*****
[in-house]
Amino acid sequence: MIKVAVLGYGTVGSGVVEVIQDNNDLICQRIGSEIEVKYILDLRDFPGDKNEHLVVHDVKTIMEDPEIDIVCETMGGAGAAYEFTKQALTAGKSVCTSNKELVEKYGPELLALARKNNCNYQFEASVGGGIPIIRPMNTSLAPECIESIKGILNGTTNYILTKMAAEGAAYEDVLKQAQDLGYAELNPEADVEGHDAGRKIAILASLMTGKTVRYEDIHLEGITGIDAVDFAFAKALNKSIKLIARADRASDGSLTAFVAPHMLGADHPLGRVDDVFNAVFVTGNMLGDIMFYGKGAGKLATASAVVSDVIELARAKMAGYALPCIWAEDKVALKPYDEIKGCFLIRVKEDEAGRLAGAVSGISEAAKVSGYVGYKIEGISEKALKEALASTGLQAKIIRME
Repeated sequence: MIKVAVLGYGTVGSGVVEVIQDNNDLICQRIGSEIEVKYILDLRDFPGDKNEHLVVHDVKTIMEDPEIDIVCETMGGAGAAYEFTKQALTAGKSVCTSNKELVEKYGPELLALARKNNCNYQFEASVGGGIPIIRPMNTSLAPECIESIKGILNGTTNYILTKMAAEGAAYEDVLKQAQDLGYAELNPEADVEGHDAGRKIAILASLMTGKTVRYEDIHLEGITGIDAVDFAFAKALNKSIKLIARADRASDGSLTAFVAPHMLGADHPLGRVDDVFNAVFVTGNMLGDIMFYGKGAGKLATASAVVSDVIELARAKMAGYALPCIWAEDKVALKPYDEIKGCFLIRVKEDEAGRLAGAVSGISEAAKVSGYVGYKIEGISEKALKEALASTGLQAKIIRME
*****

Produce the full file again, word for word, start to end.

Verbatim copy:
[in-house]
Amino acid sequence: MIKVAVLGYGTVGSGVVEVIQDNNDLICQRIGSEIEVKYILDLRDFPGDKNEHLVVHDVKTIMEDPEIDIVCETMGGAGAAYEFTKQALTAGKSVCTSNKELVEKYGPELLALARKNNCNYQFEASVGGGIPIIRPMNTSLAPECIESIKGILNGTTNYILTKMAAEGAAYEDVLKQAQDLGYAELNPEADVEGHDAGRKIAILASLMTGKTVRYEDIHLEGITGIDAVDFAFAKALNKSIKLIARADRASDGSLTAFVAPHMLGADHPLGRVDDVFNAVFVTGNMLGDIMFYGKGAGKLATASAVVSDVIELARAKMAGYALPCIWAEDKVALKPYDEIKGCFLIRVKEDEAGRLAGAVSGISEAAKVSGYVGYKIEGISEKALKEALASTGLQAKIIRME
Repeated sequence: MIKVAVLGYGTVGSGVVEVIQDNNDLICQRIGSEIEVKYILDLRDFPGDKNEHLVVHDVKTIMEDPEIDIVCETMGGAGAAYEFTKQALTAGKSVCTSNKELVEKYGPELLALARKNNCNYQFEASVGGGIPIIRPMNTSLAPECIESIKGILNGTTNYILTKMAAEGAAYEDVLKQAQDLGYAELNPEADVEGHDAGRKIAILASLMTGKTVRYEDIHLEGITGIDAVDFAFAKALNKSIKLIARADRASDGSLTAFVAPHMLGADHPLGRVDDVFNAVFVTGNMLGDIMFYGKGAGKLATASAVVSDVIELARAKMAGYALPCIWAEDKVALKPYDEIKGCFLIRVKEDEAGRLAGAVSGISEAAKVSGYVGYKIEGISEKALKEALASTGLQAKIIRME